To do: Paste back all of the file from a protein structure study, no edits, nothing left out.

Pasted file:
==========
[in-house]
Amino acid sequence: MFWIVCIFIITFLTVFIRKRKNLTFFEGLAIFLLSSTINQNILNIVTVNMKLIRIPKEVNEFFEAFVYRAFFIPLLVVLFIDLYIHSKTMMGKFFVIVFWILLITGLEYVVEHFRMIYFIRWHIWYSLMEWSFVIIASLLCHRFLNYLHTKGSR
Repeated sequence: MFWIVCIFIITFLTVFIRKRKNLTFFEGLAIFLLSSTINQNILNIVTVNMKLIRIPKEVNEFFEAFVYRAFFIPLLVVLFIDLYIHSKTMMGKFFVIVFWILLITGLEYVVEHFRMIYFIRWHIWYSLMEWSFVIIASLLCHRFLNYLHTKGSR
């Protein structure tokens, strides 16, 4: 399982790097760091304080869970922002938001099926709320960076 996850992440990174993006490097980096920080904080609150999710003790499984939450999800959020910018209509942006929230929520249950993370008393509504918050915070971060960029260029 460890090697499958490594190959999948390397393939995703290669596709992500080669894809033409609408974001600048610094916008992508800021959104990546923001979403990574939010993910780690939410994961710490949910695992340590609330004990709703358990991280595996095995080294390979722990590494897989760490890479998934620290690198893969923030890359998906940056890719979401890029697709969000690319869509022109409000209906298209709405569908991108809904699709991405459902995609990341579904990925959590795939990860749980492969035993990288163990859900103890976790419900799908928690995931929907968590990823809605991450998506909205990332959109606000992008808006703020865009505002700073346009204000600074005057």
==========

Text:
[in-house]
Amino acid sequence: MFWIVCIFIITFLTVFIRKRKNLTFFEGLAIFLLSSTINQNILNIVTVNMKLIRIPKEVNEFFEAFVYRAFFIPLLVVLFIDLYIHSKTMMGKFFVIVFWILLITGLEYVVEHFRMIYFIRWHIWYSLMEWSFVIIASLLCHRFLNYLHTKGSR
Repeated sequence: MFWIVCIFIITFLTVFIRKRKNLTFFEGLAIFLLSSTINQNILNIVTVNMKLIRIPKEVNEFFEAFVYRAFFIPLLVVLFIDLYIHSKTMMGKFFVIVFWILLITGLEYVVEHFRMIYFIRWHIWYSLMEWSFVIIASLLCHRFLNYLHTKGSR
């Protein structure tokens, strides 16, 4: 399982790097760091304080869970922002938001099926709320960076 996850992440990174993006490097980096920080904080609150999710003790499984939450999800959020910018209509942006929230929520249950993370008393509504918050915070971060960029260029 460890090697499958490594190959999948390397393939995703290669596709992500080669894809033409609408974001600048610094916008992508800021959104990546923001979403990574939010993910780690939410994961710490949910695992340590609330004990709703358990991280595996095995080294390979722990590494897989760490890479998934620290690198893969923030890359998906940056890719979401890029697709969000690319869509022109409000209906298209709405569908991108809904699709991405459902995609990341579904990925959590795939990860749980492969035993990288163990859900103890976790419900799908928690995931929907968590990823809605991450998506909205990332959109606000992008808006703020865009505002700073346009204000600074005057």